I really, really didn’t like reading The Bug. I thought Ullman’s prose was gross, her characters unlikable, and her story a melodramatic heap of pointless computer-related tragedy. As a logic-driven person who doesn’t like to find meaning where there doesn’t need to be any, I tend to have difficulties dealing with a story that people tell me is deep and insightful while I’m wondering if the fun-to-read part of the book is hiding in the last two pages. So in lieu of writing about literary meaning that I know I’d be making up as I go, I’m going to complain about Ethan.
Ethan is a great example of a typical programmer.
Just kidding. Ethan is a great example of a sociopath who really shouldn’t be in computing.
Take a look at this comic by XKCD’s Randall Munroe:
I’m pretty sure that this is what an explanation of programming sounds like to someone whose mind isn’t naturally wired up in the weird way that makes code make sense. It’s also reminiscent of every time that Ethan blurts out the rules to his fake simulation of life. Ethan is great with rules. Rules are what turned him to the mind-destroying life of a computer programmer (what? It obviously destroyed his). Rules are what he’s certain govern life, the universe, everything.
Ethan’s “pattern of lights” during the entirety of his pitiful life was always all wrong to him: his creatures never lived, as he wanted them to; they only followed his rules. Then, suddenly, he added a rule that adjusted just enough numbers to make his creatures act a little bit more real. And then he’s furious, because there’s no underlying meaning, feeling, or emotion behind his pixels’ new family-like activity.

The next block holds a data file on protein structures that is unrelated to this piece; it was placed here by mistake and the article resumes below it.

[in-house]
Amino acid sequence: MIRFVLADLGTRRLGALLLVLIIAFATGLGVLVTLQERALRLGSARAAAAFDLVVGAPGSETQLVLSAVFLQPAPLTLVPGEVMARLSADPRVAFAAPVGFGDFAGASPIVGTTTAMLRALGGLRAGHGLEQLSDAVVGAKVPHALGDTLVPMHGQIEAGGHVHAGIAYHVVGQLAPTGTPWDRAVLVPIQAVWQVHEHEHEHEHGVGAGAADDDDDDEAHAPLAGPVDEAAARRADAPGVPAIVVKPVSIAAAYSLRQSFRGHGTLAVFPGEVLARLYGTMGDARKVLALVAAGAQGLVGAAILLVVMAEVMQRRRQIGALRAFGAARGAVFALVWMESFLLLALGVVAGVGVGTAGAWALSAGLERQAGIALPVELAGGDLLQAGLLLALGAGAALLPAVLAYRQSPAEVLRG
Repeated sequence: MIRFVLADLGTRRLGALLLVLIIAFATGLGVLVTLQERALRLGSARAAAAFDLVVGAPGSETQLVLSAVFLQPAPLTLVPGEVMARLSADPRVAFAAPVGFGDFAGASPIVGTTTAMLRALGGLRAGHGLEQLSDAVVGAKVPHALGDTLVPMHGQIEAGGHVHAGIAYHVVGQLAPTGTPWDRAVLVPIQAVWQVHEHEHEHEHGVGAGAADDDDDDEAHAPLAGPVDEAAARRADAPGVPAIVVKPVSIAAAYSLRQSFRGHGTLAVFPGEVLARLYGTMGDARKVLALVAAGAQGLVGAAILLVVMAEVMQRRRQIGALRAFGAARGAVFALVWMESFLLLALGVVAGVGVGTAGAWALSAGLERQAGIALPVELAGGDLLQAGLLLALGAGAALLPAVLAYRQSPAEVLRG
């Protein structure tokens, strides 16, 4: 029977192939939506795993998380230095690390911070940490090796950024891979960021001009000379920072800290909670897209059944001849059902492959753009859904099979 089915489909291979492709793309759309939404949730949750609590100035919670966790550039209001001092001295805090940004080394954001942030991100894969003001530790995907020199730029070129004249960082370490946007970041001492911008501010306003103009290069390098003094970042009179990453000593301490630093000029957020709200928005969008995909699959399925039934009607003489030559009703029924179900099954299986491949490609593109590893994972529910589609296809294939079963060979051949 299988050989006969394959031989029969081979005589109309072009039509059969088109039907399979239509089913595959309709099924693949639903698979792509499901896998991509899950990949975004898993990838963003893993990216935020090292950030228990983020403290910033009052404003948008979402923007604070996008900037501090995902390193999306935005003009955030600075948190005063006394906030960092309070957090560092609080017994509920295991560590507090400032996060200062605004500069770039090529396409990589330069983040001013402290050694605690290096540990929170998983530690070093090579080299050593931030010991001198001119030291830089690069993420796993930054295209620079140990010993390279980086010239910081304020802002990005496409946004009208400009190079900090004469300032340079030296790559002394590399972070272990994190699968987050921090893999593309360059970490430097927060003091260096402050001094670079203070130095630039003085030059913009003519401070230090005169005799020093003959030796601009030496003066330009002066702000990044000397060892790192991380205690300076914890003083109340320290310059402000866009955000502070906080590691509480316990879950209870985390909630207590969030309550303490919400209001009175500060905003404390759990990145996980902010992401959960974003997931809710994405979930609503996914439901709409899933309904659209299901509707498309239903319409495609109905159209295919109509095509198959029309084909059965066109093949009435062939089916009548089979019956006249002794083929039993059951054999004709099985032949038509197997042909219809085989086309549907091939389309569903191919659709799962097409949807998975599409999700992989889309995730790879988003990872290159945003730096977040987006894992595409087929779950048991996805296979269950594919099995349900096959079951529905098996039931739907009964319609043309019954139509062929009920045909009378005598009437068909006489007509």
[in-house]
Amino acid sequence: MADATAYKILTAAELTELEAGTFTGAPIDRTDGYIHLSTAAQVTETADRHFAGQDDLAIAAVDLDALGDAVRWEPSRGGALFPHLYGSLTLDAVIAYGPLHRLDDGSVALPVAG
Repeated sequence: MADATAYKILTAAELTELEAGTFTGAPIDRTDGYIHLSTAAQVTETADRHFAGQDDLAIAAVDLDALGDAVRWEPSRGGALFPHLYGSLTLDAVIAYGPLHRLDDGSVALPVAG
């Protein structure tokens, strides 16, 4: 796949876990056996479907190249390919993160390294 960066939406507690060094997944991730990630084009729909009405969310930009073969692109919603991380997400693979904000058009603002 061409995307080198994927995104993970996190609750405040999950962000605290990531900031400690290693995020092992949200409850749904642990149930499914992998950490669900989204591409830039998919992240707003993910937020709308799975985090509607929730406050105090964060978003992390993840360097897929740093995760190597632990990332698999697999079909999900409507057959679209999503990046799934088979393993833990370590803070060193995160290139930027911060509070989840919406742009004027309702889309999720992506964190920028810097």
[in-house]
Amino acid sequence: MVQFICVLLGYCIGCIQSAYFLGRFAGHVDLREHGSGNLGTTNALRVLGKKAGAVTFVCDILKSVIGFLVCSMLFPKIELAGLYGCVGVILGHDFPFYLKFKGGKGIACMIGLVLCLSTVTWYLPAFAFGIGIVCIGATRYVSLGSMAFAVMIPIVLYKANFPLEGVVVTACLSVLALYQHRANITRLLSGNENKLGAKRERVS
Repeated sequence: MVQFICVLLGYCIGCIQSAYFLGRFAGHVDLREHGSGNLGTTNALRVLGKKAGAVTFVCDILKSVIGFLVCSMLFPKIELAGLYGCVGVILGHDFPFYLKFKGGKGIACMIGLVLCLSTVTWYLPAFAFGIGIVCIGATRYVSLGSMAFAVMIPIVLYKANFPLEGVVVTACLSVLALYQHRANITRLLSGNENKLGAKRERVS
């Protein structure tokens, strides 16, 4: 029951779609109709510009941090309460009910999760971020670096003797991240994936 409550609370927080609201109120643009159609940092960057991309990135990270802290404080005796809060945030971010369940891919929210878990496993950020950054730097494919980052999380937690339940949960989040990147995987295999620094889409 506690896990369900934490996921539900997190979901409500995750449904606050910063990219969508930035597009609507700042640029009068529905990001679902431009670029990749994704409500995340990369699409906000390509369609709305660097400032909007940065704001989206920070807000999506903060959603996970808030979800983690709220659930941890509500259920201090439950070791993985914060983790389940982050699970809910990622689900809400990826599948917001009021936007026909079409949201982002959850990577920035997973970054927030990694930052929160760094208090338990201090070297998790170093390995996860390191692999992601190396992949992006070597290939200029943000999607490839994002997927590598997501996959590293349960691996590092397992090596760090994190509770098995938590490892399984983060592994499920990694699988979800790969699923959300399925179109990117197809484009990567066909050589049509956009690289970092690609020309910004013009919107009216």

Then Ethan finally does us all a favor and dies so we can go back to Roberta’s somewhat more competent perspective.
My point is that Ethan was always hunting for fairies and demons – the little bits of magic that made the world work (or make the computer crash), hiding behind seemingly straightforward rules and code. A dangerous mistake, in a world where computers are distinctly non-magical.
His impression of the eponymous bug, even shortly after its birth, was of a hidden demon that lived in the code, taunting him. The truth? It was a dumb little mistake from someone whose code he logically would have wanted to find as much trouble with as he could; an error that could have been found in much less than a year if Ethan had actually considered what would make his system explode when the mouse was involved.
Maybe he could have, I guess, but he gave the bug a personality and let it kill him after a long series of pressing buttons in a panic and not actually stopping to actually think (contrary to when he thought he was thinking). He wasn’t cut out for the dangerous world of computer science.